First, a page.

• Calibrated parametric models based on actual data from the project (the 4GT Model for estimating was recalibrated by the project manager).
  • Updated Organizational Process Asset
    • Updated estimating document: The templates were satisfactory in general, but a new column called “Percent of Code Reuse Expected” was added.
    • Lessons learned information was documented, such as experience with requesting resources ahead of time and leaving a buffer for additional time needed.

Conclusions

The new Practice Standard for Project Estimating is a useful document that provides information on the following focus areas (PMI, 2011):

  • Principles and Concepts: Foundational principles and concepts of project estimating
  • Prepare to Estimate stage: Focuses on the creation of a project estimating approach.
  • Create Estimates stage: Take the planning documents and other inputs and then use estimating techniques to create the project estimate for activity resources, activity durations, and costs.
  • Manage Estimates stage: Covers the ongoing maintenance and management of activity duration estimates, activity resource estimates, and cost estimates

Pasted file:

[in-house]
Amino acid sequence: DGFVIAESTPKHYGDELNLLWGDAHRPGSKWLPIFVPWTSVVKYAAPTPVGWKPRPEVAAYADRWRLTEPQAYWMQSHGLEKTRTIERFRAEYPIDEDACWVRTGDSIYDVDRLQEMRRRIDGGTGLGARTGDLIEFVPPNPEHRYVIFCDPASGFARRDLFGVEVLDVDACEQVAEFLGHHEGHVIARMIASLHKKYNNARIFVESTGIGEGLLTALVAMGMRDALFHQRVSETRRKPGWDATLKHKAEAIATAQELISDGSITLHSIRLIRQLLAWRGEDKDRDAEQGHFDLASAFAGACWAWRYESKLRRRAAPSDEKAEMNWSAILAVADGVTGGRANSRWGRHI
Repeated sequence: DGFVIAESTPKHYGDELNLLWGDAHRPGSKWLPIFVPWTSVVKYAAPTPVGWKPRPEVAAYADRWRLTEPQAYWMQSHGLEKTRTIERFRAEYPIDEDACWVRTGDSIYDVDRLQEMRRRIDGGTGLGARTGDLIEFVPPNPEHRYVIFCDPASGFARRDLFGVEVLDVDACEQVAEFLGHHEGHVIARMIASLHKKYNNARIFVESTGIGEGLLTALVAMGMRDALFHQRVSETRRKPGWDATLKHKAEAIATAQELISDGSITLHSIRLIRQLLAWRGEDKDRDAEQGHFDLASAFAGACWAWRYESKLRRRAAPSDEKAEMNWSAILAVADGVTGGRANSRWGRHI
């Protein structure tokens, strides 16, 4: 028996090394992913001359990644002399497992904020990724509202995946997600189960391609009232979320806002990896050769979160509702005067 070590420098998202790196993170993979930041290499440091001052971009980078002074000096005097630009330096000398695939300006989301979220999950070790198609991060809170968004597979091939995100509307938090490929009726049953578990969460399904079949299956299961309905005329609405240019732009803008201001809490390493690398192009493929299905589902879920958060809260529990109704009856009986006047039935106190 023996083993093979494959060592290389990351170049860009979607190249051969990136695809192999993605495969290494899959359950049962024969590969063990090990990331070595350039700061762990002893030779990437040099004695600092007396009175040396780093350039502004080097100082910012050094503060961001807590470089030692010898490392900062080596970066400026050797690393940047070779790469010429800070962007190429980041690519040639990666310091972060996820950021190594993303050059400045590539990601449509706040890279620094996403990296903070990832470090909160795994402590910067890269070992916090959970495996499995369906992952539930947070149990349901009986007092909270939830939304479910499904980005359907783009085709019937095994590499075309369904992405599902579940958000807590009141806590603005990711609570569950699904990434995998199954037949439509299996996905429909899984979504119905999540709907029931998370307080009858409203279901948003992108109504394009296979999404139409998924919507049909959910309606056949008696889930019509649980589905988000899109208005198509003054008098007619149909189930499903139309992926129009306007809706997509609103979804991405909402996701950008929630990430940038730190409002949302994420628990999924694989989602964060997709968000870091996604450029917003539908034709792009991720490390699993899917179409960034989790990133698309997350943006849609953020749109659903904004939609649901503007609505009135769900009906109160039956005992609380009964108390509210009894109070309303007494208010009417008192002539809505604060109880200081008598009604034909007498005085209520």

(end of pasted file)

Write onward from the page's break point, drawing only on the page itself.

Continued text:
• Improve Estimating Process stage: This final stage takes actual data and lessons learned and incorporate them back into the estimating processes and tools.

A good take-away from the standard is the rigorous focus on the preparation and management stages, which most models and practitioners tend to ignore. In this paper, we illustrated a real-world case study about implementation of a website to illustrate how various components of the new practice can be used.

We believe the practice standard is a good start and will probably evolve over time. It should prove effective in many organizations either as a check on their current standard or a framework for creating a new company-wide standard for cost estimating.

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This material has been reproduced with the permission of the copyright owner. Unauthorized reproduction of this material is strictly prohibited. For permission to reproduce this material, please contact PMI or any listed author.

© 2011, Kanabar & Warburton
Originally published as a part of 2011 PMI Global Congress Proceedings – Dallas, TX